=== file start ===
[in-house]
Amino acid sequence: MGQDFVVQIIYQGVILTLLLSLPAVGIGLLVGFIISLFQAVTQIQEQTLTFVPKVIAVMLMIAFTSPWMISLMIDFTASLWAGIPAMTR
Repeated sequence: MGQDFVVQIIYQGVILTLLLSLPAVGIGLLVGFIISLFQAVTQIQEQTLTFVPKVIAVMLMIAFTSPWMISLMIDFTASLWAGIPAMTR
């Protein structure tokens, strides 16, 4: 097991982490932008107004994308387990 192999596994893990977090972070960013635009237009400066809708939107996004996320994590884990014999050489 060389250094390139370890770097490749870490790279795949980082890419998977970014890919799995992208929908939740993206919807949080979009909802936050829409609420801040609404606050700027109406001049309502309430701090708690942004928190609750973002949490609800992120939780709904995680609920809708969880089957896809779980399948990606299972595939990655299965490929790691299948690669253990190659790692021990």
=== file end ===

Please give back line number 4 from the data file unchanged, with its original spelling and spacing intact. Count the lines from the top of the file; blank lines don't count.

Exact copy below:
């Protein structure tokens, strides 16, 4: 097991982490932008107004994308387990 192999596994893990977090972070960013635009237009400066809708939107996004996320994590884990014999050489 060389250094390139370890770097490749870490790279795949980082890419998977970014890919799995992208929908939740993206919807949080979009909802936050829409609420801040609404606050700027109406001049309502309430701090708690942004928190609750973002949490609800992120939780709904995680609920809708969880089957896809779980399948990606299972595939990655299965490929790691299948690669253990190659790692021990």